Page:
I am not a big fan of wearable devices: I’ve always felt they simply quantify what I already know. If I run up a steep hill, my laboured breathing tells me just as much as a wristband that counts the number of floors I’ve climbed.But as wearables get smarter, they are beginning to attract the attention of medical researchers. The Apple Watch Series 4 was recently given clearance by the US Food and Drug Administration for its three heart-monitoring capabilities: heart rate alert, heart rhythm detection and personal electrocardiogram (ECG) monitor. Clearance is a step down from full approval, meaning the watch should not replace traditional methods of diagnosis, but it will make tech companies feel more confident about their push into healthcare.In November, Stanford Medicine ...
Bio2 launches study of bioactive glass spinal implant

Bio2 launches study of bioactive glass spinal implant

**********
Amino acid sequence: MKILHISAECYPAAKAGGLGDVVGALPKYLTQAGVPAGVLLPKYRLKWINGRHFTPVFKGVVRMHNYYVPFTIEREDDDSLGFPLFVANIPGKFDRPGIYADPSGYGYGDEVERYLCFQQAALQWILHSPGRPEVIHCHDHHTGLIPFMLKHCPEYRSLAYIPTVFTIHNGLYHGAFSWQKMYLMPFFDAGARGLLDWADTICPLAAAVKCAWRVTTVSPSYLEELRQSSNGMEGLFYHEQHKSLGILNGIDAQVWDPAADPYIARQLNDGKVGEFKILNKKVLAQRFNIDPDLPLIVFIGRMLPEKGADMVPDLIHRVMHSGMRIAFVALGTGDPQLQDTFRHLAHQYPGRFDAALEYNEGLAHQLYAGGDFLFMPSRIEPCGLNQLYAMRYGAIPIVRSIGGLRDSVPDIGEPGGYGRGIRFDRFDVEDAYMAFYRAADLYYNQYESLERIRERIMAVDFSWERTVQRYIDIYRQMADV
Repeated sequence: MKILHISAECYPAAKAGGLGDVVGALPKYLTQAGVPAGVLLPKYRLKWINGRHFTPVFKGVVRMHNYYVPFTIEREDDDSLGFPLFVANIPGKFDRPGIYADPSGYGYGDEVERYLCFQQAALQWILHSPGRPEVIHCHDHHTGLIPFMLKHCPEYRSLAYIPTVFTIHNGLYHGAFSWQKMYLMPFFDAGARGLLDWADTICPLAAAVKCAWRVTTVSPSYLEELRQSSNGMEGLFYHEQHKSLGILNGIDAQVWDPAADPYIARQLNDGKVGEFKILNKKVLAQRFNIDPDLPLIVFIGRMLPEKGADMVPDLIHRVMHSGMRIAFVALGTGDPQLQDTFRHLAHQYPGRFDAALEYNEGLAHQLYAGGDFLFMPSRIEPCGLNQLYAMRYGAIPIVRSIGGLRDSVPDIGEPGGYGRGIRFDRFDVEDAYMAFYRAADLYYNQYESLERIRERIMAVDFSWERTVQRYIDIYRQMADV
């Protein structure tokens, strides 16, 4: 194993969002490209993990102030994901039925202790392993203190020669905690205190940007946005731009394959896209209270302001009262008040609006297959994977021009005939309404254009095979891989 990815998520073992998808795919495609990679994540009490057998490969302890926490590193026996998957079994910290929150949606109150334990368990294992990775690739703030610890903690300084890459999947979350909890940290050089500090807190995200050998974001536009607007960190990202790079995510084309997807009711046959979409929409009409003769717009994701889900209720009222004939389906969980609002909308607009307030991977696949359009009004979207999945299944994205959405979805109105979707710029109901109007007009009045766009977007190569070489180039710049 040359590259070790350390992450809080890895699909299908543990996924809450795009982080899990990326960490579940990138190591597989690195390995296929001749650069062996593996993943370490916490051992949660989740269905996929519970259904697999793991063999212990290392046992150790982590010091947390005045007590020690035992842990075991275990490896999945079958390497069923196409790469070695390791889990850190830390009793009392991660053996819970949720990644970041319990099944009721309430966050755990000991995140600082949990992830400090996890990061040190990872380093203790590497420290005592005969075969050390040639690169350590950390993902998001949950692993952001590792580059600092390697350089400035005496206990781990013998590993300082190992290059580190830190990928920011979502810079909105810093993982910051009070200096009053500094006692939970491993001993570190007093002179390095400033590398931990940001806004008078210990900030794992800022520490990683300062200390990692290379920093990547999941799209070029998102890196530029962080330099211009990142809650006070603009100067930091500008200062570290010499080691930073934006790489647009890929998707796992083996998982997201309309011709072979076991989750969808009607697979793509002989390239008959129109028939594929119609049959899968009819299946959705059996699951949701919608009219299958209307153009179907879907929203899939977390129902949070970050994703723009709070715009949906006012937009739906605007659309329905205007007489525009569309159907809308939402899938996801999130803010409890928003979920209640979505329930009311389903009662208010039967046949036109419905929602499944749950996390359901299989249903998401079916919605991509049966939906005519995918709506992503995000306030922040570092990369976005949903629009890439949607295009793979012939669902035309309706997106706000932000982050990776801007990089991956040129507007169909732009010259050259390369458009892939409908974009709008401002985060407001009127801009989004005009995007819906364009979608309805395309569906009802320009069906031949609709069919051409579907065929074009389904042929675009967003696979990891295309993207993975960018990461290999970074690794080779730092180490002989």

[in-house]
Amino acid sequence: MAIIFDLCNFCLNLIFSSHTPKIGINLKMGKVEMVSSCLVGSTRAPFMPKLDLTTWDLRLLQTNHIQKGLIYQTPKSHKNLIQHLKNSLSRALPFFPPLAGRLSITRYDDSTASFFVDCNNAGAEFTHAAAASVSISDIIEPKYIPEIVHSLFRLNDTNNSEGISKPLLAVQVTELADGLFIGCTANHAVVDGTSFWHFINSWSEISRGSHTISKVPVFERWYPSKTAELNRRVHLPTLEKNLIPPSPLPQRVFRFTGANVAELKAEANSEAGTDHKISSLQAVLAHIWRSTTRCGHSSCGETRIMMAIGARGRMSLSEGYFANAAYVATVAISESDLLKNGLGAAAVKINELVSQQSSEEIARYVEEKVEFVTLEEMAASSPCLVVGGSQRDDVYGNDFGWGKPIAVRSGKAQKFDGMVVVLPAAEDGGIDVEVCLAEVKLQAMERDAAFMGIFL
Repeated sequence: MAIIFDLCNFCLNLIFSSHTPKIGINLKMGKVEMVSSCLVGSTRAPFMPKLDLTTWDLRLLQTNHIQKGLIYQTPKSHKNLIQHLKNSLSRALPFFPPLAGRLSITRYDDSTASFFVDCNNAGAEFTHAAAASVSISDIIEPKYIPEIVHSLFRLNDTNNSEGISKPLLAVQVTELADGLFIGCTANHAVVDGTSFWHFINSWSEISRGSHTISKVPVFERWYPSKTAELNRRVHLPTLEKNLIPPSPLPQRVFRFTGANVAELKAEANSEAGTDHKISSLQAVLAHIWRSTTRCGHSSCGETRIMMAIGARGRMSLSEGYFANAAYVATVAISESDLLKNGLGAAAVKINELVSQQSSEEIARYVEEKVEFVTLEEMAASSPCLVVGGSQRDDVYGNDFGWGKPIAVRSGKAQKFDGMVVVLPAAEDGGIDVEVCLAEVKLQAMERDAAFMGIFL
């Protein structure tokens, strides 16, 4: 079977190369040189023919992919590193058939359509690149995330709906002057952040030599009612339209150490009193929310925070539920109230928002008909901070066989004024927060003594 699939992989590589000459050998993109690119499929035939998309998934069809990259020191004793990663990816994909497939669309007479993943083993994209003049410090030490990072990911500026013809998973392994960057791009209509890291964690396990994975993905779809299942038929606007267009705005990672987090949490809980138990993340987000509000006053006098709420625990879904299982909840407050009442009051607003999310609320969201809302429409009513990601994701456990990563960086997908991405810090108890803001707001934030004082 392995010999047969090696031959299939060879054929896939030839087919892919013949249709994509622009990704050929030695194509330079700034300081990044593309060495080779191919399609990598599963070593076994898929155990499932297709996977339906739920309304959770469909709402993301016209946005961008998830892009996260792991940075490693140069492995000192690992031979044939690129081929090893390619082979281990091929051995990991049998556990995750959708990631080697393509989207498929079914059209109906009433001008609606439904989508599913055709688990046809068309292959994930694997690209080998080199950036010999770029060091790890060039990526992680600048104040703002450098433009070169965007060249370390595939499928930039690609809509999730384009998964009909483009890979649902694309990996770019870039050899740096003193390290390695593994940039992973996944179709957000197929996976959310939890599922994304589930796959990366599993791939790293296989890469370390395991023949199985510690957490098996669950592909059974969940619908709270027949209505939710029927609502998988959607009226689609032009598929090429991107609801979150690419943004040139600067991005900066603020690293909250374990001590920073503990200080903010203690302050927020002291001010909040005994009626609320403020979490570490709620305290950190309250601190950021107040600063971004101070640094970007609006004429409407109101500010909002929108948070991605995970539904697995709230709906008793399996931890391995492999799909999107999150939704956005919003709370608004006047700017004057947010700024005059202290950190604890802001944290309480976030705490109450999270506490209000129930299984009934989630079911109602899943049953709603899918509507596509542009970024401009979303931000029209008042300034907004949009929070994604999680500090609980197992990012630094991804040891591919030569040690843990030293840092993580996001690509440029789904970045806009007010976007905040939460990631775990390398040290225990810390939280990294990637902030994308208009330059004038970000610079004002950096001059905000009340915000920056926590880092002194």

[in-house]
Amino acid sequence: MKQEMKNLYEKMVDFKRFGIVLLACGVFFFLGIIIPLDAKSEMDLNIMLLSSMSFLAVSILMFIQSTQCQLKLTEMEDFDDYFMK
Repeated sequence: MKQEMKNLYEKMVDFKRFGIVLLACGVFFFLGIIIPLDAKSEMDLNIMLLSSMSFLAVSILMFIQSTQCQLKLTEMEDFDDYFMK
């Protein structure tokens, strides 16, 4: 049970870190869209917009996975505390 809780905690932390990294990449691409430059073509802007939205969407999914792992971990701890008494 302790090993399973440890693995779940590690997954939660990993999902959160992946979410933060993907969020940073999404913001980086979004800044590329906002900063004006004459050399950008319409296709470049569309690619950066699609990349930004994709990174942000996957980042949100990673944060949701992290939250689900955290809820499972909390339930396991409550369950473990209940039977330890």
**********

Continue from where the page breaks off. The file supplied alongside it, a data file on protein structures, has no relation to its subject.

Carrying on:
Medical Study
Bio2 Technologies’ Vitrium cervical implant is made of bioactive glass. (Image courtesy of Bio2 Technologies.)Orthopedics company Bio2 Technologies has received FDA approval to begin enrollment in an IDE clinical study to evaluate its Vitrium bioactive glass as a cervical interbody fusion device. Vitrium will be evaluated as a structural device that facilitates bone remodeling via a gradual conversion from Vitrium to the patient’s own bone. A proprietary process is used to produce Vitrium’s structure and porosity, enabling bone conductivity. Vitrium represents an innovative approach to a well-studied osteostimulative mechanism of action with a long track record of safe clinical use, according to the Woburn, Mass. company. The randomized, controlled, non-inferiorit...